CAPEC Details
Name Harvesting Information via API Event Monitoring
Likelyhood of attack Typical severity
High Low
Summary An adversary hosts an event within an application framework and then monitors the data exchanged during the course of the event for the purpose of harvesting any important data leaked during the transactions. One example could be harvesting lists of usernames or userIDs for the purpose of sending spam messages to those users. One example of this type of attack involves the adversary creating an event within the sub-application. Assume the adversary hosts a "virtual sale" of rare items. As other users enter the event, the attacker records via MITM proxy the user_ids and usernames of everyone who attends. The adversary would then be able to spam those users within the application using an automated script.
Prerequisites The target software is utilizing application framework APIs
Solutions Leverage encryption techniques during information transactions so as to protect them from attack patterns of this kind.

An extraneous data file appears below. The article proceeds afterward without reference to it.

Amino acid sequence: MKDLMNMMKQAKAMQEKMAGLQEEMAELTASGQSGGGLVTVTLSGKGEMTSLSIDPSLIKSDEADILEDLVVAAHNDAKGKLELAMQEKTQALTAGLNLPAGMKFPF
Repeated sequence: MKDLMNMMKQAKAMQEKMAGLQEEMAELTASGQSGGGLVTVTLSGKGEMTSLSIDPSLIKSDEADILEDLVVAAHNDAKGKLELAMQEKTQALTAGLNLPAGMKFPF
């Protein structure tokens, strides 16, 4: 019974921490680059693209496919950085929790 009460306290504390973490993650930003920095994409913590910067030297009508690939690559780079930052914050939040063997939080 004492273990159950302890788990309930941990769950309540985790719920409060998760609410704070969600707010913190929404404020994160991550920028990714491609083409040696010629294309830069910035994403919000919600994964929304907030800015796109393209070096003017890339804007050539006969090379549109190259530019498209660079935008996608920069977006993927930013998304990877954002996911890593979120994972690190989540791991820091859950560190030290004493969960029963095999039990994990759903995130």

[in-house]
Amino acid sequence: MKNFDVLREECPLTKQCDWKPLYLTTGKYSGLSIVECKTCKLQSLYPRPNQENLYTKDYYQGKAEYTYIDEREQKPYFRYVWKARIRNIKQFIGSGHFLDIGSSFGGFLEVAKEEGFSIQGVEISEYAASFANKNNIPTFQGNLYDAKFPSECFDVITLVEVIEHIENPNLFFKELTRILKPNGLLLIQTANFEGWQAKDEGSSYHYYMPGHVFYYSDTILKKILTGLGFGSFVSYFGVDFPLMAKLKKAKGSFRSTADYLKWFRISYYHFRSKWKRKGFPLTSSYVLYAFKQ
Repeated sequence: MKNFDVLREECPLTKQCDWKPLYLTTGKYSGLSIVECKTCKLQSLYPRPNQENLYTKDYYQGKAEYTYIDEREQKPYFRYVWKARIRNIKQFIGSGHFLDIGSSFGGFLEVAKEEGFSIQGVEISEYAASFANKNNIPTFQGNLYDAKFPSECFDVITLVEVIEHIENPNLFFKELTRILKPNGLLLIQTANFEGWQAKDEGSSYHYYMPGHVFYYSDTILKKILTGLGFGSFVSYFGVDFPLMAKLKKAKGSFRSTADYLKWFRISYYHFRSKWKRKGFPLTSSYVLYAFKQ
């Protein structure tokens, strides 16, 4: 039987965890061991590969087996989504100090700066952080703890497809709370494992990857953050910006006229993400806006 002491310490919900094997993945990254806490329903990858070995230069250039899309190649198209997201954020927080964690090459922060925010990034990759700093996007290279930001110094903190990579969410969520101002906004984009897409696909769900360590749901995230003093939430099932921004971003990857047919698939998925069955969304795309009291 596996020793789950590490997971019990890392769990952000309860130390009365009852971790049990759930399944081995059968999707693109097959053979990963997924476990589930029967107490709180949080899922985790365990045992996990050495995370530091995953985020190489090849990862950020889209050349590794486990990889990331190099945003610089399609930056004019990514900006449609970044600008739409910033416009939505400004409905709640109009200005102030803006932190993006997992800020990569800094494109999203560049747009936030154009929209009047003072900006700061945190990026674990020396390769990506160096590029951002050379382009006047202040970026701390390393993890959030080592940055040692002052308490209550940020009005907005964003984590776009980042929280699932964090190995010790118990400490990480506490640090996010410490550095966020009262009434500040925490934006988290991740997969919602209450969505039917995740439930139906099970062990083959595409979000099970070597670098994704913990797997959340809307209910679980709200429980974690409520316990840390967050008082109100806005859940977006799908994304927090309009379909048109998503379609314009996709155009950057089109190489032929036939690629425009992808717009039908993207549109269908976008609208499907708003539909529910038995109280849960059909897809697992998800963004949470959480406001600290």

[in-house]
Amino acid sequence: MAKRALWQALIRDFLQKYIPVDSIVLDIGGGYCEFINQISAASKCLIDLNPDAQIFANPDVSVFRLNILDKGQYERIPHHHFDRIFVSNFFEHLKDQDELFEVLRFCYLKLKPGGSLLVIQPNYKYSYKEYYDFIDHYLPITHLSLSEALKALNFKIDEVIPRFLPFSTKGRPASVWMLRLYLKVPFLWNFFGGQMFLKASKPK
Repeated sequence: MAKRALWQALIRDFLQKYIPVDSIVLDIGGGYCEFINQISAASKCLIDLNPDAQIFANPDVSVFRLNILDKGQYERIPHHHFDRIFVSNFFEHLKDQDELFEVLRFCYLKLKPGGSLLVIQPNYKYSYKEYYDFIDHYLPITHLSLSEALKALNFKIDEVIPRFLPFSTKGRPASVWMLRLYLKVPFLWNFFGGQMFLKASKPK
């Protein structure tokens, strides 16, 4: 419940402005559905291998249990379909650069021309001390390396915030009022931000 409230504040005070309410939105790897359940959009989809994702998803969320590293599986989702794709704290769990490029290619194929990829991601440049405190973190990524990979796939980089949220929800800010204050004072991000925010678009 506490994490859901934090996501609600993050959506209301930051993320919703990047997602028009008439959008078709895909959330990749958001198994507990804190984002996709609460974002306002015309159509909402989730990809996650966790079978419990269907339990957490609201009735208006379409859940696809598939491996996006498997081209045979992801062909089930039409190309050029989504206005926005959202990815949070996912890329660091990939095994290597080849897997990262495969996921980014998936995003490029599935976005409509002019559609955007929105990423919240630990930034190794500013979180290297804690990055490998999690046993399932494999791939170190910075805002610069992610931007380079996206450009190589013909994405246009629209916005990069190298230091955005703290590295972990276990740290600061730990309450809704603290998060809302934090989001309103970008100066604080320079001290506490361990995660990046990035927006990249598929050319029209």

Related Weaknesses
CWE ID Description
CWE-311 Missing Encryption of Sensitive Data
CWE-319 Cleartext Transmission of Sensitive Information
CWE-419 Unprotected Primary Channel
CWE-602 Client-Side Enforcement of Server-Side Security
Related CAPECS
CAPEC ID Description
CAPEC-407 An adversary engages in pretexting behavior to solicit information from target persons, or manipulate the target into performing some action that serves the adversary's interests. During a pretexting attack, the adversary creates an invented scenario, assuming an identity or role to persuade a targeted victim to release information or perform some action. It is more than just creating a lie; in some cases it can be creating a whole new identity and then using that identity to manipulate the receipt of information. Pretexting can also be used to impersonate people in certain jobs and roles that they never themselves have done. In simple form, these attacks can be leveraged to learn information about a target. More complicated iterations may seek to solicit a target to perform some action that assists the adversary in exploiting organizational weaknesses or obtaining access to secure facilities or systems. Pretexting is not a one-size fits all solution. Good information gathering techniques can make or break a good pretext. A solid pretext is an essential part of building trust. If an adversary’s alias, story, or identity has holes or lacks credibility or even the perception of credibility the target will most likely catch on.